A drug, called STA-4783, has been developed to kill cancer cells.
Unlike current treatments, the drug has very few side-effects, and those who have started taking the drug have already doubled their life expectancy, with researchers believing that survival rates could be even higher.
"This is the most exciting cancer treatment I've seen in 10 years," Daily Express quoted cancer specialist Dr Tony Williams of Synta Pharmaceuticals, who is developing the drug, as saying.
STA-4783 works by increasing the amount of free radicals in the body and healthy cells can control these damaging molecules. Cancer cells can't, and react by destroying themselves.
"Giving this drug to cancer cells pushes them over the critical threshold. It's like speeding up a banged-up car being driven round at 95 mph. After a while the engine blows. Normal cells are like a well maintained quality car driven within the speed limit which can easily handle something which throws it off course. The older generation of cancer drugs were so toxic some probably did as much damage as they did good. These drugs are much safer. This is a great step forward and will give new hope to patients," Williams said.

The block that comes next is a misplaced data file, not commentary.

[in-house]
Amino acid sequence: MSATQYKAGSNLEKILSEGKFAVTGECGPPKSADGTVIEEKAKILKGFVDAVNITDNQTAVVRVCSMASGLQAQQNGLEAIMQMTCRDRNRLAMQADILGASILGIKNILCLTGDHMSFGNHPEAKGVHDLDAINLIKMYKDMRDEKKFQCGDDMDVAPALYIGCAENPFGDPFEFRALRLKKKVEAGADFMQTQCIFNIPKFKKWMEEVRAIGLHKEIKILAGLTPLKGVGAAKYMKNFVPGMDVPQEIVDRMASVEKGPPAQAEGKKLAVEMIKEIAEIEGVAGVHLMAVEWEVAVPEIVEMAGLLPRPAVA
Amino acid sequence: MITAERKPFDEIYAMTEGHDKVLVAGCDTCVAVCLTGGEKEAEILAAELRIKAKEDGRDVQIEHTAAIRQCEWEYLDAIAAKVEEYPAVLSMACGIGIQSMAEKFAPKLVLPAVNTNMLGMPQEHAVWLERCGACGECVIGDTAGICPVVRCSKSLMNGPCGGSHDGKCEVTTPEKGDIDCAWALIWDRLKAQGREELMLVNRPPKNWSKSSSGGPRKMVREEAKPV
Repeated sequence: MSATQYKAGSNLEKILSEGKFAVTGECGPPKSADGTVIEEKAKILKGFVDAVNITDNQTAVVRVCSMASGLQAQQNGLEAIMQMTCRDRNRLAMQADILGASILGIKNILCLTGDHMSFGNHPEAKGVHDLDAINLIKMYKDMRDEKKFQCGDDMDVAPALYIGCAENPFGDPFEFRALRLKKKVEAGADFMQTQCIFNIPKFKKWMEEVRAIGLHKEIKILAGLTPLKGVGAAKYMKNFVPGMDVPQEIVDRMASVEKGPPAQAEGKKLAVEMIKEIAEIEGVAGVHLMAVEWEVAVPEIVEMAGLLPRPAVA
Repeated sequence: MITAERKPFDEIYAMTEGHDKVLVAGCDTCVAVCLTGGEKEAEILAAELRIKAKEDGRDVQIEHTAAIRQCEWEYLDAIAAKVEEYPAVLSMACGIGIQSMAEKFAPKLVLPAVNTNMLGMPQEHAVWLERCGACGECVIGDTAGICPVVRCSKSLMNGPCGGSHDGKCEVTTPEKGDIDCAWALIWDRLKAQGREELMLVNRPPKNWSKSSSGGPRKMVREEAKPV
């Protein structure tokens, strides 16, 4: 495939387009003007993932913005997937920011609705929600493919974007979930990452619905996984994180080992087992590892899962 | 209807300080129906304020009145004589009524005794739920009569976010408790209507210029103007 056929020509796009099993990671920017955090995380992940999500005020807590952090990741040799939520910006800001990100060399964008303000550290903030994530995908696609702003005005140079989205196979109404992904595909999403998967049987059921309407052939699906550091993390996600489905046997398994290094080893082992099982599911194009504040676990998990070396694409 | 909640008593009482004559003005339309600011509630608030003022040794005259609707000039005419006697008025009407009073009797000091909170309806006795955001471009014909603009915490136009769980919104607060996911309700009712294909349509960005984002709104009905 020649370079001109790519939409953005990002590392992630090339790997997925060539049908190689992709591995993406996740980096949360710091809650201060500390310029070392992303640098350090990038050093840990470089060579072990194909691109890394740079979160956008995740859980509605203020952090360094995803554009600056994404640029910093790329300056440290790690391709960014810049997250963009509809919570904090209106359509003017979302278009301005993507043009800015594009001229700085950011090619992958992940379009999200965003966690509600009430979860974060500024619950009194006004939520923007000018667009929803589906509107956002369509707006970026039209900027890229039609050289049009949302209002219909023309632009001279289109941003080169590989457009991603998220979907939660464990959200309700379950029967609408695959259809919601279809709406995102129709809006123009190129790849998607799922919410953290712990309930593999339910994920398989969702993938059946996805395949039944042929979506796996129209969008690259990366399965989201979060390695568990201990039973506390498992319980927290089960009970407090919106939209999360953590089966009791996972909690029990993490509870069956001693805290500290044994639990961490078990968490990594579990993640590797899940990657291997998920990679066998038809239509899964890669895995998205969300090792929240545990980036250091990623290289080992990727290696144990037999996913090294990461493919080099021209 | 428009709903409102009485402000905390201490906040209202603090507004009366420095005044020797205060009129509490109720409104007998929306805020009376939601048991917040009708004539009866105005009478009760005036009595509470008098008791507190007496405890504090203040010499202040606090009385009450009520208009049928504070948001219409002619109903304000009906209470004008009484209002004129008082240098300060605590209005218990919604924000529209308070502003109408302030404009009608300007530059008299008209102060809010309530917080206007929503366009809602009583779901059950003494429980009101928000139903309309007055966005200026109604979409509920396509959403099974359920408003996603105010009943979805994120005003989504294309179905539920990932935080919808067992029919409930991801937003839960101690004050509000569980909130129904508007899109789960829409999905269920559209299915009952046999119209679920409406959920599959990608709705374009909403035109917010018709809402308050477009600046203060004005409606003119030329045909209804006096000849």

The drug is the first treatment to improve survival rates for patients with late-stage melanoma (skin cancer).
The first trial involved eighty-one patients and those on STA-4783 have survived twice as long as those on old therapies.
Scientists are now looking forward to use the drug to treat ovarian cancer and leukaemia.
Later this year, more trials are to be launched at 150 leading cancer centres across the world, including 11 hospitals in Britain.
And if the outcomes of the trials are as good as the first test, STA-4783 could be available within three years.